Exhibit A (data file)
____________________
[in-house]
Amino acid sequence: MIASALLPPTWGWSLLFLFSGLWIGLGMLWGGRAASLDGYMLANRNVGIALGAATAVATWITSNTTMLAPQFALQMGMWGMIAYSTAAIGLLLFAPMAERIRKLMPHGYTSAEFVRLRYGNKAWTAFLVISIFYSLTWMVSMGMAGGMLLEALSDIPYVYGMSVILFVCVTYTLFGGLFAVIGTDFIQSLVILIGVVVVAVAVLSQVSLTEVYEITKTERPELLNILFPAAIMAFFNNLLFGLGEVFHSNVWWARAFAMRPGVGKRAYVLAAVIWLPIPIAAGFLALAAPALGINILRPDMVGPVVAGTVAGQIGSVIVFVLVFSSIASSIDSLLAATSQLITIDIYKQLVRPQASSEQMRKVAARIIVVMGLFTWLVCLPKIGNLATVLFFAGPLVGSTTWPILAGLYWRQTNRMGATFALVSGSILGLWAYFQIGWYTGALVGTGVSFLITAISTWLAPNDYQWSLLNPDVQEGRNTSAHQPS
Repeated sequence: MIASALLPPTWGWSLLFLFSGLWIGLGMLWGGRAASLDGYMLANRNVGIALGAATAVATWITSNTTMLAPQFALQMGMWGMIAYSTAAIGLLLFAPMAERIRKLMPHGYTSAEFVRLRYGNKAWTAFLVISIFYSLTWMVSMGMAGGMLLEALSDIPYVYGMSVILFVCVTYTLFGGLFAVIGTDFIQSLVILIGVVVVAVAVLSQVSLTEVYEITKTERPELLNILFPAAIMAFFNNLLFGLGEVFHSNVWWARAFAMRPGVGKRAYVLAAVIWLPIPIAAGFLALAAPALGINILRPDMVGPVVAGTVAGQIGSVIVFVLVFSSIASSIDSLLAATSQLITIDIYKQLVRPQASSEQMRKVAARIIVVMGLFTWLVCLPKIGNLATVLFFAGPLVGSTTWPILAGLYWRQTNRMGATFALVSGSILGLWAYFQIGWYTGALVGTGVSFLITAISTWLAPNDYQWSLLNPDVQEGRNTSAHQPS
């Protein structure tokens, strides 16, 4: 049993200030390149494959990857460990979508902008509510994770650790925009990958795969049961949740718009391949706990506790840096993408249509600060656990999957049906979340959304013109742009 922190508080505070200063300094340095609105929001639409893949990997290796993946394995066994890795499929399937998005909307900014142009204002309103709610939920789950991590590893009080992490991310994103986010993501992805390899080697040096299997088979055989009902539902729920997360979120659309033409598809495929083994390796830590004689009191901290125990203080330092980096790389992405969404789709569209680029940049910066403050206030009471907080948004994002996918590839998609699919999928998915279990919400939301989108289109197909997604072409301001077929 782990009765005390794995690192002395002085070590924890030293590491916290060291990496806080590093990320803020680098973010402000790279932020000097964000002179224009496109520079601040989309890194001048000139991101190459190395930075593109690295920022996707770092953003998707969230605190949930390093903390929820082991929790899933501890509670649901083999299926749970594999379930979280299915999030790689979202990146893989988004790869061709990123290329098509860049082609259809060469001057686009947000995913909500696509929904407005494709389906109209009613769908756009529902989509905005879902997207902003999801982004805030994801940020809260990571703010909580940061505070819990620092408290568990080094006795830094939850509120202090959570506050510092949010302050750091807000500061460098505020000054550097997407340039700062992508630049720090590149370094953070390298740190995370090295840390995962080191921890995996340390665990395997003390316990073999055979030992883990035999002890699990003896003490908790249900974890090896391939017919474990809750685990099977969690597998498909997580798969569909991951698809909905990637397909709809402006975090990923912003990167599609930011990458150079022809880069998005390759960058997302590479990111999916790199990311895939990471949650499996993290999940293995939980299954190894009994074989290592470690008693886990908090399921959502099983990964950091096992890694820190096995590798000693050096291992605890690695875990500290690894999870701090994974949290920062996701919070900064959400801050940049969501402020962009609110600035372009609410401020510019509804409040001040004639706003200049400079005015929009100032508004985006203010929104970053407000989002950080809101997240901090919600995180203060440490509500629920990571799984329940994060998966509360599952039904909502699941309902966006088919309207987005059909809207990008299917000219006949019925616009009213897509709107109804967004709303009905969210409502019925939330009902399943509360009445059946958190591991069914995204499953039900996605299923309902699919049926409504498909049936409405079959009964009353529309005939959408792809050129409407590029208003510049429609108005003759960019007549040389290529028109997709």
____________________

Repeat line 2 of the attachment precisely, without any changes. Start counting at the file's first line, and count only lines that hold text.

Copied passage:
Amino acid sequence: MIASALLPPTWGWSLLFLFSGLWIGLGMLWGGRAASLDGYMLANRNVGIALGAATAVATWITSNTTMLAPQFALQMGMWGMIAYSTAAIGLLLFAPMAERIRKLMPHGYTSAEFVRLRYGNKAWTAFLVISIFYSLTWMVSMGMAGGMLLEALSDIPYVYGMSVILFVCVTYTLFGGLFAVIGTDFIQSLVILIGVVVVAVAVLSQVSLTEVYEITKTERPELLNILFPAAIMAFFNNLLFGLGEVFHSNVWWARAFAMRPGVGKRAYVLAAVIWLPIPIAAGFLALAAPALGINILRPDMVGPVVAGTVAGQIGSVIVFVLVFSSIASSIDSLLAATSQLITIDIYKQLVRPQASSEQMRKVAARIIVVMGLFTWLVCLPKIGNLATVLFFAGPLVGSTTWPILAGLYWRQTNRMGATFALVSGSILGLWAYFQIGWYTGALVGTGVSFLITAISTWLAPNDYQWSLLNPDVQEGRNTSAHQPS